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Emerging Market Viewpoints – November

Monday, November 20, 2017

Latest Emerging Market Viewpoints
From Matt Linsey and the North of South Capital team

The top 100 crypto currencies now have a combined market capitalisation of over U.S. $300 billion. This is similar to the total market capitalisation of Turkey, a country with a GDP of close to U.S. $900 billion.

Whether this is a bubble that will be compared to “tulip mania” in the future or a viable replacement of fiat currencies is impossible for us to answer. All we can do at this point is to explore the positives and negatives of the crypto currencies and their potential impact on the emerging markets.

Although Bitcoin is a little over 50% of the total value of the crypto currency asset class, it has garnered a majority of the publicity and is most often associated with blockchain technology.

Blockchain is a constantly growing list of records, referred to as blocks, which are linked together. As a result it can be used as an open ledger which records transactions. Most importantly once recorded, the data in any given block cannot be altered without the alteration of all subsequent blocks, which requires the agreement of a majority of the network. The use of blockchain with Bitcoin essentially makes the currency non replicable (immune to counterfeiting) according to its supporters.

The advantages of this type of technology are fairly clear. It can allow seamless digital payment of any transaction without having to use a financial institution or a traditional fiat currency. There are now over 28,000 active blockchain projects globally, with the stated aim of reducing supply chain operating costs by 30%. These are particularly popular amongst Chinese, Korean and Taiwanese companies who could benefit significantly from the reduction of the so called “middlemen” for their products.

The implications for banks if this is successful are truly frightening as it would eliminate the need for banks as an intermediary as well as the need for foreign exchange services. For a number of countries it would also eliminate the risk of falling victim to economic sanctions, which often include being excluded from the Western dominated SWIFT (The Society for Worldwide Interbank Financial Telecommunication) system that currently enables financial institutions to send and receive information (payment orders) about financial transactions.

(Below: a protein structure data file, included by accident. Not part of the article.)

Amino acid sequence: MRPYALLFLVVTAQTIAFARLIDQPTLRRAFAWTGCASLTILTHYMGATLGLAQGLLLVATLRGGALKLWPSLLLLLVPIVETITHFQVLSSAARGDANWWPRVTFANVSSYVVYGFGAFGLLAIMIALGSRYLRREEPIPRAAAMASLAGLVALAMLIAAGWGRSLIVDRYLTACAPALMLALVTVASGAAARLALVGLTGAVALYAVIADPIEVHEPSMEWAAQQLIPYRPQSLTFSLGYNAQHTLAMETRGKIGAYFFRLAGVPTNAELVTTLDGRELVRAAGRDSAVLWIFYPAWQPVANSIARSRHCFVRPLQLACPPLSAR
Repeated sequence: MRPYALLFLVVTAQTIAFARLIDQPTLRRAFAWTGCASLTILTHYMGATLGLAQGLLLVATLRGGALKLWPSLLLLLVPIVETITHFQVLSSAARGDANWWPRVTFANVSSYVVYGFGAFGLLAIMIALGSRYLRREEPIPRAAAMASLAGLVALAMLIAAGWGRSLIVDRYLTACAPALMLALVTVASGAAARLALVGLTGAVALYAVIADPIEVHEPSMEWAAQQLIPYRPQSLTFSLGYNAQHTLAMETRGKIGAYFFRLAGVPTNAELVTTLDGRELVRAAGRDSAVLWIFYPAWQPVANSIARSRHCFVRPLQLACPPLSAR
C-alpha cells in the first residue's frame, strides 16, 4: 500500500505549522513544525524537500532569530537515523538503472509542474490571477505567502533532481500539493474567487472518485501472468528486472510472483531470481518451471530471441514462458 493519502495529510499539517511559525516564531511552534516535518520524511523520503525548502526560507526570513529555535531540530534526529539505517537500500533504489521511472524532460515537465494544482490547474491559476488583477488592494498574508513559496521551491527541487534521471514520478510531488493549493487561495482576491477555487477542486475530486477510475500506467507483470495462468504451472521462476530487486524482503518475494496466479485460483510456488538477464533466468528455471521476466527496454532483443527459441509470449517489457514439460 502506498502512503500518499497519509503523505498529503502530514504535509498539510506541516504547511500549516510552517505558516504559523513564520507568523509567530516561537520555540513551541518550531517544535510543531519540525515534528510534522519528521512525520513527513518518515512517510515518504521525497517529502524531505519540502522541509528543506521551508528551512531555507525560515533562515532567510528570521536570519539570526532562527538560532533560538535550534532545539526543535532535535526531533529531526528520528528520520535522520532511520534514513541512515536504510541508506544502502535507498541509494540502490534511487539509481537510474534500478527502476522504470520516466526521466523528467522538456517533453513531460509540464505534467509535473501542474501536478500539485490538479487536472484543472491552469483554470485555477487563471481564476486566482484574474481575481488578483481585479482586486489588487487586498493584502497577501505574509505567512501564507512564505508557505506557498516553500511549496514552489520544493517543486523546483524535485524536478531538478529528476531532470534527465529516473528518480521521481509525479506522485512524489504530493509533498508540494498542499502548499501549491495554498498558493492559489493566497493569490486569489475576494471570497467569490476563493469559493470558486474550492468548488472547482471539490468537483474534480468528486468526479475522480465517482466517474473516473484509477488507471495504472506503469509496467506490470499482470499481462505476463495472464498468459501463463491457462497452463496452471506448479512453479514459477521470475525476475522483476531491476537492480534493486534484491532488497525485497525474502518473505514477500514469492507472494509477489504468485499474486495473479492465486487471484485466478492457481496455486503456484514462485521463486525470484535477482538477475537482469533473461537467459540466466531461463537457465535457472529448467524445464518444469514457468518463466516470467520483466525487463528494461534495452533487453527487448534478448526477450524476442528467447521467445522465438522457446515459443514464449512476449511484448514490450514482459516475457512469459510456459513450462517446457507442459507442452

For this reason China and Russia have been glad to see the rise of crypto currencies, although that might begin to change should they feel that they are beginning to lose control of their own financial systems. This remains one of the key risks for the continuation of its development. If governments at some point believe that a crypto currency threatens their monopoly position to create money, then it is likely that they would either be tightly regulated or even banned.

From an investment perspective we believe there is currently a miniscule impact on the emerging market asset class. There is no doubt that if the backers of blockchain are correct, then this will change dramatically over the next few years. Those companies that stand between the producers and consumers of goods stand to lose the most. Gold could also find itself vulnerable as it might lose its relative attractiveness as a store of value.

At the stock level there are a number of companies in Taiwan (Gigabyte, Asustek and Micro-Star International) that currently supply motherboards used in the minting of crypto currencies.  At this point it represents a very small percentage of their overall sales and as a result is irrelevant to their overall profitability.


IMPORTANT INFORMATION | Issued and approved by Pacific Capital Partners Limited, a limited company registered in England and Wales, authorised and regulated by the Financial Conduct Authority . The information contained herein is not approved for use by the public and is only intended for recipients who would be generally classified as investment professionals. Information or opinions contained in this article do not constitute an offer to sell or a solicitation, or offer to buy, any securities or financial instruments or investment advice or any advice or recommendation in respect of such securities or other financial instruments. Where past performance is shown it refers to the past and should not be seen as an indication of future performance.



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